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The Three Pillars theory of Azula

Azula is one of the most fascinating and complex villains in children’s media, or indeed in any media.  She is both abuser and victim, both deeply cruel and deeply afraid.  Often, discussion of her breaks into two camps, either she was born the way she is, or that she was abused, and she was made into the character we see onscreen by that abuse.  Either she is a “psychopath” (an outdated term that has been widely misunderstood and keeps shifting in meaning), and she was born the way she is, and she either wasn’t abused, or abuse didn’t affect her, or she was abused, and how she was raised made her into who she is.  I don’t think either of those positions are correct.  There is no code that says that predators don’t abuse other predators, and there is nothing in the world that makes abuse magically not damaging.  I have spent a great deal of time figuring out what makes this character tick, and what made her stop ticking at the end.  So how did nurture and nature come together to make Azula?  Bear with me, it’s a bit of a story.

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A white guy’s thoughts on “Get Out” and racism

This weekend, I went to see a horror movie. It got stuck in my head, and now I can’t stop thinking about it—but not for any of the reasons you might think.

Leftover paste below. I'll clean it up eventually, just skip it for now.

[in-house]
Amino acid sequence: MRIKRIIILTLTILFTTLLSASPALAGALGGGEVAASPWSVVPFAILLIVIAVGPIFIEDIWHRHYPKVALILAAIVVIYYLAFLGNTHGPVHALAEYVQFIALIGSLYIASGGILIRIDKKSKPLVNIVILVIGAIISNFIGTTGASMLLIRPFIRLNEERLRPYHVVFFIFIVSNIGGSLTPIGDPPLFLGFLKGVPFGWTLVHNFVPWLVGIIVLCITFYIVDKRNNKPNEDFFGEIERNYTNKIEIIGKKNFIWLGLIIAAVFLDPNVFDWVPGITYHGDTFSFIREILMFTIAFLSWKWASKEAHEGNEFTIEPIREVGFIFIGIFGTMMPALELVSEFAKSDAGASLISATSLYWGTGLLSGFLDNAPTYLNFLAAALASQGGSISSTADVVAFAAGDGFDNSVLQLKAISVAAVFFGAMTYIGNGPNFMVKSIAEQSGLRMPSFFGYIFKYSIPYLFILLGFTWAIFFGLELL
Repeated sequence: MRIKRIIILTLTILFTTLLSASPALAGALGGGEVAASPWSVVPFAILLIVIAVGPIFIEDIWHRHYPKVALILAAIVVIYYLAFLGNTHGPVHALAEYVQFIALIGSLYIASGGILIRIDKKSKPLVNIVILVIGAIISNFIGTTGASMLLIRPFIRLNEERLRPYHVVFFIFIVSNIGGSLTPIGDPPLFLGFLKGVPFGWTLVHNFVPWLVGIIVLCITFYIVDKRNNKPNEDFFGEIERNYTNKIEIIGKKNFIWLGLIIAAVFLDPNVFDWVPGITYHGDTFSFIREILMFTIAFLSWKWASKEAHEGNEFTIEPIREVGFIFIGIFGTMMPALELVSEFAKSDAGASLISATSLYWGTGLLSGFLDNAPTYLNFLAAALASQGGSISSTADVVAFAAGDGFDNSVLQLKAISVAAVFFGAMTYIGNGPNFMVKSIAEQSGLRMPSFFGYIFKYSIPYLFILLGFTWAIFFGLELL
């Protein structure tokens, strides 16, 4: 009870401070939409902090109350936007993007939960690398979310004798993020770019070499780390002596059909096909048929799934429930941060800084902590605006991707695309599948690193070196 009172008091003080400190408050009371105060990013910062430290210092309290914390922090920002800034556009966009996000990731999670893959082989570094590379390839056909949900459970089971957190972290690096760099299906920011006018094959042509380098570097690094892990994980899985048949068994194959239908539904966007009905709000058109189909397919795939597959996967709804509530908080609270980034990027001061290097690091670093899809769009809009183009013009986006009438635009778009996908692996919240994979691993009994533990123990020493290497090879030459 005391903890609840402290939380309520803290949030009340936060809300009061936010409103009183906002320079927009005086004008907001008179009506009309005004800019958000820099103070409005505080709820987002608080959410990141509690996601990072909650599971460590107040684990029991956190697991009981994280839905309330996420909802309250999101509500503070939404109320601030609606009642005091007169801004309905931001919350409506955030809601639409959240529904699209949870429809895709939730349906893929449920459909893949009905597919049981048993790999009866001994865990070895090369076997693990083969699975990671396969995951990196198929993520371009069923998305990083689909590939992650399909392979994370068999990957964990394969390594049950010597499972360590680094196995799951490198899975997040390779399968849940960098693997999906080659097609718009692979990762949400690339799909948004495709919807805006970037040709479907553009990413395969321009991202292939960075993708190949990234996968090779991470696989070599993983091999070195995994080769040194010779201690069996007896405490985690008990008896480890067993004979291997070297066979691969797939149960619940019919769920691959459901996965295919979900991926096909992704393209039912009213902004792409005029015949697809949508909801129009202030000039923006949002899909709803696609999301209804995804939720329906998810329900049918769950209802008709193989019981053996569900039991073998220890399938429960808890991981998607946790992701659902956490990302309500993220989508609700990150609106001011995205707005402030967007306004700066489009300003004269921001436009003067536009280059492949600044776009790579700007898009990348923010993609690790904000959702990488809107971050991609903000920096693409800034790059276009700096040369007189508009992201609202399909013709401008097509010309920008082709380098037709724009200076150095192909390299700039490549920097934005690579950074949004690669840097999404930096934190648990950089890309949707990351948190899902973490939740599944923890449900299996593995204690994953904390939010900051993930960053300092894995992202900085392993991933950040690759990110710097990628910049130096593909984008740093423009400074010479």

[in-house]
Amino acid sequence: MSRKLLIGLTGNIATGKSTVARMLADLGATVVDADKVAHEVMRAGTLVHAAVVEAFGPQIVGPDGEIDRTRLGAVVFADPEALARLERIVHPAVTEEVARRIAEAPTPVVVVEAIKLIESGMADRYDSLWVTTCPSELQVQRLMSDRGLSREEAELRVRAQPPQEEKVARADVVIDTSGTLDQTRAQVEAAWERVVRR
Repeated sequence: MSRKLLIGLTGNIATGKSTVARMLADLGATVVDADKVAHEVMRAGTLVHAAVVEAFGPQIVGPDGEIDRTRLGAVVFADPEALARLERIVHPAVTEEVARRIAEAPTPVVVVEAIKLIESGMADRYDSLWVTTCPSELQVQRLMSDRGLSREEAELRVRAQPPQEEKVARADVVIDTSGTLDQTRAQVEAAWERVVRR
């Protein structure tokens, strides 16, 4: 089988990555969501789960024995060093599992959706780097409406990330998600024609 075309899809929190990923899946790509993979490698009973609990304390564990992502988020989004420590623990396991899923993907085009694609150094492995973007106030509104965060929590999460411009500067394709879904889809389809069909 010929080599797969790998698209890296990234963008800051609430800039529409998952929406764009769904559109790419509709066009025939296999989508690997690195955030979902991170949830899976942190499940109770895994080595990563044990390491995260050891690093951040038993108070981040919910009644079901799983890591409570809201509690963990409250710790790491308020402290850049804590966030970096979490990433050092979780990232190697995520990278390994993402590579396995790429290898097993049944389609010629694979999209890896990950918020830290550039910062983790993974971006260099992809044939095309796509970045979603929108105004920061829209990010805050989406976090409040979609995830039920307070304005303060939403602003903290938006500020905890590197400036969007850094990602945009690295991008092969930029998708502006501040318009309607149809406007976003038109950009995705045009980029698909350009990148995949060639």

The movie was Jordan Peele’s new hit Get Out, which has gotten rave reviews from critics—an incredible 99% on Rotten Tomatoes—and has a lot of people talking about its themes.

First of all, I should tell you that I hate horror movies. As a general rule, I stay far, far away from them, but after everything I’d read, I felt like this was an important film for me to see. This trailer might give you some inkling as to why:

Creepy, huh? You might know writer/director Jordan Peele as part of the comedy duo Key & Peele, known for smartly tackling societal issues through sketch comedy. Get Out is a horror movie, but it’s also a film about race in America, and it’s impressively multilayered.

I left the theater feeling deeply disturbed but glad this movie was made. I can’t say any more without revealing spoilers, so if you haven’t seen the movie yet and you don’t want to have the plot spoiled for you, stop reading now and come back later.

Seriously, this is your last chance before I give away what happens.

Okay, you were warned. Here we go.

Our protagonist is Chris Washington, a young black man who has been dating Rose Armitage, a young white woman, for the last four months. She wants him to meet her family, but he’s hesitant. She acknowledges that her dad can be a little awkward on the subject of race, but assures Chris that he means well.

After unnerving encounters with a deer (echoes of The Invitation) and a racist cop, Chris and Rose arrive at the Armitages’ estate. On the surface, the Armitages are very friendly, but the conversation (brilliantly scripted by Peele) includes a lot of the little, everyday, get-under-your-skin moments of racism that people of color have to contend with: Rose’s dad going on about how he voted for Obama, for instance, and asking how long “this thang” has been going on. Chris laughs it off to be polite, though he clearly feels uncomfortable.